Presidential Politics, Social Media and Public Relations

This week I will be honored to take part in a “P.R. of Politics” panel discussion that includes ETSU Public Relations Professor Dr. John King, Johnson City Press Opinion Page Editor Robert Houk, Ron Scalf, Publisher of Out N’About Magazine and myself. (Scalf previously worked on Tennessee Senator Bob Corker’s senatorial campaign.) My portion of the discussion deals with the social media strategies of the two candidates who are running for president of the United States. Here are some of the fascinating things I uncovered in my research with credit to USA Today, Al Jazeera, Economic Times, Huffington Post and The Today Show.

In addition to shaking hands, giving speeches and kissing babies, Economic Times says politicians must now have a “complimentary online strategy.” This is invaluable for the one third of American adults under 30 who get their news from social networks. As an example of how social networking is revolutionizing the way we communicate in politics, there were 10 million tweets during the first presidential debate which has been called called “the most tweeted about event in U.S. Politics.”

According to USA Today those who embrace changes in the media and communications technologies generally end up victorious. Examples cited by Al Jazeera include FDR embracing the medium of radio, JFK understanding TV and Reagan, the former professional actor,  was the first to embrace the “look and feel” of a campaign. In 2008 Obama capitalized on “the new media.”  And how does that look in 2012? If an election were held on social media “likes” and “tweets” alone Obama would be the easy winner. The President’s Facebook likes (30.8 million to Romney’s 9.3 million) or twitter followers (20.8 million to 1.4 million). However, given the weight that the “old fashioned” televised first debate had for the Romney campaign (70 percent of those polled said Romney won) we have to ask ourselves: Will “likes” and “tweets” convert to votes on November 6?

Al Jazeera points out that neither candidate is using social media in its truly social form. with candidates responding directly to citizens and citizens able to post content etc. The new media is still being used to raise money for the old media of TV advertising. Will this be the last time around for the power of traditional TV ads that already are losing their hold on the next generation?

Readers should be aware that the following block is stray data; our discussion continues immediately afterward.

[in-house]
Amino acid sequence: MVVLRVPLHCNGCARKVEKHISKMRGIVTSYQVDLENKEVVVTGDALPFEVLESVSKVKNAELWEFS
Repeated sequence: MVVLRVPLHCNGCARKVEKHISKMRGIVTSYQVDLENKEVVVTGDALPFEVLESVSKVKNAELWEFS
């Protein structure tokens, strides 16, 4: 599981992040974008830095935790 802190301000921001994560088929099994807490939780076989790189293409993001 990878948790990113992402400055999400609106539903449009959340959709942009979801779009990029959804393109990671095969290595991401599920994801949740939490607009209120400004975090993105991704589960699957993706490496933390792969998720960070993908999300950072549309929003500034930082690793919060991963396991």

Even the candidate’s wives are jumping in with Michelle Obama and Ann Romney’s Pinterest pages showcasing their favorite recipes. The candidates’ have YouTube videos and quirky Tumbler graphics with their moving gif heads.  The Obama team created share-able graphics following the “big bird” comment from the first debate and the “empty chair” Clint Eastwood monologue while the Romneys tend to showcase behind-the-scenes family photos.

The Today Show reported that data mining experts break down Obama and Romney followers into two distinct camps and they even know whether their supporters like smooth jazz or Samuel Adams beer! Who would have thought that four years ago?

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photo credit: sandcastlematt via photopin cc


  • Bill Painter says:

    Very interesting article, especially the differences in how each campaign approaces and showcases their views.

    • maryellen says:

      Bill, it was a very interesting panel discussion! Great discourse. Wish all political discourse could be so polite.

  • Sue Painter says:

    Wow! The differences in campaigning are shifting completely. I agree that winners will learn how to embrace the new social media structures, which in and of themselves change all the time.

  • MI am one of those who gets my news from social media. I never watch the news on TV and I don’t read the paper. I follow news venues, media figures, and publications I like on Twitter. I also love the Twitter community because there is always a conversation on current events happening. Twitter has replaced my magazine subscriptions, my newspaper subscription, and the television in our household for both Brian and I.

    • maryellen says:

      Jennifer Wow! And I thought I loved twitter! Thanks for sharing how you get your news. It is so interesting to see the evolution of news consumption and the new channels we consumers use!

  • Very interesting article, Mel. I actually never watch the news either. I get all of my news from online sites and twitter. Most of the time breaking news hits my phone, pc, or social media accounts way faster than it appears on television and I haven’t read a newspaper in years. I can’t believe my husband still does, to be honest–everything in it is so late. It’s only good for very local news. Even my favorite weatherman has a facebook account which I follow, so I don’t even watch for the weather anymore.

    • maryellen says:

      Thanks Tiffany. I really do appreciate your insights into how you get your news today. This is so interesting. I’m sure we will see elections change greatly in four more years because of it.

  • Oh, and I do watch the debates on television, but I’m still checking in with twitter and facebook–it’s fun to read everyone’s reactions in real time.

    • maryellen says:

      Thanks Tiffany. I know what you mean about the fun of watching real-time reactions. I think I’ll probably just make up my own mind about tonight’s debate though!

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